Google Street view doesn’t make it look like that to me. It looks like a normal middle-working class small city environment. But then again the 90s were when the Clintons started the CRA-sub-prime mess and also the period after ’94 saw an economy growing and people moving to better places than they had had.

    That’s exactly what happened in my town. Also, our state passed laws increasing the benefits for Section 8 housing owners.

    I live on a street that’s just slightly over a 1/4 mile long. For decades it was divided into several income level areas: upper=blue collar lower class, middle=lower blue collar middle class, my section=blue and white collar middle class [and where the police never visited].

    We specifically moved to the section we did sixteen years ago because our section was quiet and the neighbors knew each other and kept an eye on each other. Now all of the elements mentioned above are present and, but for the houses of the old timers, the properties are falling into disrepair and the police visit the area more often [and the FBI and DEA, too].

    This same story has been repeated throughout the whole town.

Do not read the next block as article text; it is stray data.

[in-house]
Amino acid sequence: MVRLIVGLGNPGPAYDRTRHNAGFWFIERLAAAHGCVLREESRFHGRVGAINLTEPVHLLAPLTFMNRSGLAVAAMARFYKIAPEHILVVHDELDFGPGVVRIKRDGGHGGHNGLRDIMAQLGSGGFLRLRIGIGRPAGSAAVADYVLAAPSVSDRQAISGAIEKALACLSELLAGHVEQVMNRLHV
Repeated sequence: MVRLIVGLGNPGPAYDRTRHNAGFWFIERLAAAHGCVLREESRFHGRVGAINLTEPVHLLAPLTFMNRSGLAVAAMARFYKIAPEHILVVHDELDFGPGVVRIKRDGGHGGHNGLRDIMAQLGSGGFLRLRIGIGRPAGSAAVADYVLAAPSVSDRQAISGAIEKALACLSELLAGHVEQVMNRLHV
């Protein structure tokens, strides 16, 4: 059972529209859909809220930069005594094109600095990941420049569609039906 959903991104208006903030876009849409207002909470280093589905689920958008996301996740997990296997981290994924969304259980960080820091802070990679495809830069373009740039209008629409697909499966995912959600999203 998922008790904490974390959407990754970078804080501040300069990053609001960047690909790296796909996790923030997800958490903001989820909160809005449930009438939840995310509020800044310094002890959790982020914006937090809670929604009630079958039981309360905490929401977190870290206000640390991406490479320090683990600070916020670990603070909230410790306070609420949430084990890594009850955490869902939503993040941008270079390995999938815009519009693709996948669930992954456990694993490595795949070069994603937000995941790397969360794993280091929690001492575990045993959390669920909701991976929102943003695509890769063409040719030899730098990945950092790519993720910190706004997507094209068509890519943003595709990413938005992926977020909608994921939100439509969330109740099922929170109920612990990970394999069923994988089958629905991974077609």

Can’t wait to move to New Hampshire.

  29. The last neighborhood I lived in in Sacramento went really, really bad over the course of the 12 years I lived there. Gunfire in the distance of a summer night, brawls a few houses down that resulted in the sheriff’s helicopter circling the neighborhood, narco cops staging on my street to raid a house around the corner, or making a bust across the street that included the handcuffed perp getting up and running down the street while the arresting officer was waiting for backup…

    It may have had an “about-normal” crime rate when I moved in, but not when I left.

  30. We’ve now got gunfire from adjoin neighborhoods at night and we’ve had two raids on a home four houses down from us, across the street. First time, it was about six months after 09/11 when some Muslims owned the house [and ran a daycare center out of it] and the second time was several years ago where they found a cache of guns a Mexican guy had.

    Funny, though, how the weekly Police Blotter in the local papers never reports on this stuff. You have to know somebody on the inside to find out.

Leave a Reply